I had read a book referencing the work of director Carlos Saura which happened to coincide with TCM showing the exact film referenced. Cria Cuervos follows three orphaned sisters dealing with life in the hands of their rather cold aunt. The young child, Ana (Ana Torrent) grapples with questions about life and death, fantasy and reality, and how we perceive our parents as both children and adults. (The adult Ana would be played by Geraldine Chaplin.) I'm not one for child actors but I was left devastated by the young Ana Torrent. She has one of the most expressive faces I've seen; her eyes are gigantic pools of emotion that drag you to the highest highs and the lowest lows. This is a film that I can't necessarily explain why I enjoyed it; it's more of the feeling one gets while watching it that makes it worthwhile. A slow-burn that will leave you questioning mortality and adulthood with whole new eyes. If anything, this should inspire you to watch more of Torrent's work.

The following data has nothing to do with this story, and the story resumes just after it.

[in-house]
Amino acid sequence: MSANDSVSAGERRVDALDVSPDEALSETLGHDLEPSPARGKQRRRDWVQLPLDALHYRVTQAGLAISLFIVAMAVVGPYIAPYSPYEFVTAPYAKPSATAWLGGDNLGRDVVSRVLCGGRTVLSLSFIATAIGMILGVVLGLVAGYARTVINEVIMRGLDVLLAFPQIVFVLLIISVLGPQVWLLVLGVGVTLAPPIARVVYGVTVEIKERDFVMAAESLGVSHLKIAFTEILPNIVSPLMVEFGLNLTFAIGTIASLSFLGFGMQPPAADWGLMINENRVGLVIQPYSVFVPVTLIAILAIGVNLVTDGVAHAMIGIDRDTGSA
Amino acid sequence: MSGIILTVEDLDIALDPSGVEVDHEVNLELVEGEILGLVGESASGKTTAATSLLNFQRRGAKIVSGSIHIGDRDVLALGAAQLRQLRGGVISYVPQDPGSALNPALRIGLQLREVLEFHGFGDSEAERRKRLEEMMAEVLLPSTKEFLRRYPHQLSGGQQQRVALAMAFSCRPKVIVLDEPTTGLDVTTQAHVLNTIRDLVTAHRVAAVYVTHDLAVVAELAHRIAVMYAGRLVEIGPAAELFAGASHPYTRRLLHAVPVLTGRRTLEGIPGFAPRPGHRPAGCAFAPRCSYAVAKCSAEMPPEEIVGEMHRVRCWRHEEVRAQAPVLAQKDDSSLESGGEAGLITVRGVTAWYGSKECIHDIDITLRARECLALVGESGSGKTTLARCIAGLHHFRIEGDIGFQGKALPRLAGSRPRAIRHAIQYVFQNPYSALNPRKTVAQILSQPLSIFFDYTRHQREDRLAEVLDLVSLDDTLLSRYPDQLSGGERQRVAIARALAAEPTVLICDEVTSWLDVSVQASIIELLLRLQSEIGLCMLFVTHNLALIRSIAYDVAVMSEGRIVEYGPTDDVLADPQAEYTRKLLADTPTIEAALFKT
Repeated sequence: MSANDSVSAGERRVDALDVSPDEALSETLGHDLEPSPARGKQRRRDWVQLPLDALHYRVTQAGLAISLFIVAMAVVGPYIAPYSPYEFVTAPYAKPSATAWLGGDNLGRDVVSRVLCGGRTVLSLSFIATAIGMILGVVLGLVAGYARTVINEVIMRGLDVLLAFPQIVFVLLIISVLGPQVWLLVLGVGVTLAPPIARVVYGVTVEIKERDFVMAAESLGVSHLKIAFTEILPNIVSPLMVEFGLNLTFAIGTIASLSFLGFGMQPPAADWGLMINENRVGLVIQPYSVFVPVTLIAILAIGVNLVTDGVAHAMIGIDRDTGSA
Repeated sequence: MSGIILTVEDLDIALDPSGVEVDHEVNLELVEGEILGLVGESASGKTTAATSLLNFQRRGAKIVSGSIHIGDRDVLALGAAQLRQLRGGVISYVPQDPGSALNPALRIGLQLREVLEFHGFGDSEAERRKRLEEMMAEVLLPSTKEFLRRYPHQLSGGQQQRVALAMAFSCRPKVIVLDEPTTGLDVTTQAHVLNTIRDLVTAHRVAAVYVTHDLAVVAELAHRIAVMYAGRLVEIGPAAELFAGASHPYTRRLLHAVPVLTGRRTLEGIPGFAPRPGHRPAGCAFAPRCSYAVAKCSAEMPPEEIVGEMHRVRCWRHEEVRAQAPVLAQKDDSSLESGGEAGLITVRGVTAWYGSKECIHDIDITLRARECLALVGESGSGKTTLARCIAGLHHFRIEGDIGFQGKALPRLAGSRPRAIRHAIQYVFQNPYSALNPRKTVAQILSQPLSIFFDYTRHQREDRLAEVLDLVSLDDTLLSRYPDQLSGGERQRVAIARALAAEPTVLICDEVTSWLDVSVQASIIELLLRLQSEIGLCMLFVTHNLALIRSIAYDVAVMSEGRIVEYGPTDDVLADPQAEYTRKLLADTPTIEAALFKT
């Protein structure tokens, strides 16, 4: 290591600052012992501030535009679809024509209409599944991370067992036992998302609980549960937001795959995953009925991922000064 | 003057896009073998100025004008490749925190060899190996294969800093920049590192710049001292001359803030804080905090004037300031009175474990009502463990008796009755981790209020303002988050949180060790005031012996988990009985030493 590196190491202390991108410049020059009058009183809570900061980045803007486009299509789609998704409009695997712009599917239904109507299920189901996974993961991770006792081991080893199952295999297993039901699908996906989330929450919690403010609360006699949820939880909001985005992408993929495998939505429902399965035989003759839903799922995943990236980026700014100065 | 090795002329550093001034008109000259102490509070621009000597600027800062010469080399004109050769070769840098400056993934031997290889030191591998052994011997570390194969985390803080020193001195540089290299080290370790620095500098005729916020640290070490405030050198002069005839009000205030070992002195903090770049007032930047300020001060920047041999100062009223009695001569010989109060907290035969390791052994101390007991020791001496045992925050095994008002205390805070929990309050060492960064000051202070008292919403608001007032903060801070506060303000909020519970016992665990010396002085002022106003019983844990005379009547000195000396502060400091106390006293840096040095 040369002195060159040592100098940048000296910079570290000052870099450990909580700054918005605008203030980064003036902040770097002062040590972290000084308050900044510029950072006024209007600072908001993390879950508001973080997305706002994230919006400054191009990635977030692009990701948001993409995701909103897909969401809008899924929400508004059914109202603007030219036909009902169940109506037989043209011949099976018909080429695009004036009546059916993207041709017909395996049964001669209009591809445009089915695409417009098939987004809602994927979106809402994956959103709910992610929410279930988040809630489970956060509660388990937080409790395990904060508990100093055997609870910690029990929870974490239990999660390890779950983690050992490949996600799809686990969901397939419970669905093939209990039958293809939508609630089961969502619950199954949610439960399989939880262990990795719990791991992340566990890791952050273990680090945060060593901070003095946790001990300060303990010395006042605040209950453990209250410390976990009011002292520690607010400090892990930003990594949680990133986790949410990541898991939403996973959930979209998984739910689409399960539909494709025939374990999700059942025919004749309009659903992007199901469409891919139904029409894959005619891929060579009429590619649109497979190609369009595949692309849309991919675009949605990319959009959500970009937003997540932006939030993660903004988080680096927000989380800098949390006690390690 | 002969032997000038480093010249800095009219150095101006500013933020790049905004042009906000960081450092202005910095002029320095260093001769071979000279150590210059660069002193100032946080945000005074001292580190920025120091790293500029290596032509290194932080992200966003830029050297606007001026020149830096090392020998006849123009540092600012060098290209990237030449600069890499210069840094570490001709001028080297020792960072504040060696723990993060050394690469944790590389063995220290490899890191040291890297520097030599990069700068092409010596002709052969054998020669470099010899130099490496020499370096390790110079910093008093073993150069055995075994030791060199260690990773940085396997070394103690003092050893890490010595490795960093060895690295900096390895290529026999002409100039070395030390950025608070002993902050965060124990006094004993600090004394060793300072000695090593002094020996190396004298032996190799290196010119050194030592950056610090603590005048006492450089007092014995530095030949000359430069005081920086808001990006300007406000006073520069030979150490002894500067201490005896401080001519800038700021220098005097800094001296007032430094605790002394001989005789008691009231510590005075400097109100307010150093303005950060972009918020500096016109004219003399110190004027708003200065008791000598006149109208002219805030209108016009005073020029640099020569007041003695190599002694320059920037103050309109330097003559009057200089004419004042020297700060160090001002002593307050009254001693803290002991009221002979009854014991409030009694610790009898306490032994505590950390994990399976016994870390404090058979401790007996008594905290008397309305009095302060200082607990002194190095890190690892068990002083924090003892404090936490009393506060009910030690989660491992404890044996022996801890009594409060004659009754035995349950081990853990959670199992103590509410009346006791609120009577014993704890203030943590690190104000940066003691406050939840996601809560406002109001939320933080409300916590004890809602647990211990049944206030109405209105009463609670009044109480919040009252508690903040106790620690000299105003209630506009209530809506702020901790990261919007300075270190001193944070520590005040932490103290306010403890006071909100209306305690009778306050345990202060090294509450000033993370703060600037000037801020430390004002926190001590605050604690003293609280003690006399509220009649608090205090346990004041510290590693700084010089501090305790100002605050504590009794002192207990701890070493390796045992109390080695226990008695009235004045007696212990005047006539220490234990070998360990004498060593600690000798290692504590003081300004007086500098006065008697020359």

Far From Heaven (2002)
I feel terrible for waiting this long to watch Todd Haynes' loving ode to the work of Douglas Sirk. After watching this, and considering it one of the best movies of the last 15 years, I hate that I missed out on seeing this in a theater. Julianne Moore stars as a 1950s do-it-all housewife who discovers her husband is gay and enters into a burgeoning friendship (possible relationship) with her African-American gardener. Considering Sirk was hindered by the Production Code, Haynes becomes more overt with his story, allowing him to examine 1950s repression of both women, minorities, and homosexuals more closely. This is also one of the most beautiful films ever put to celluloid, and Elmer Bernstein's score is lusciously exquisite.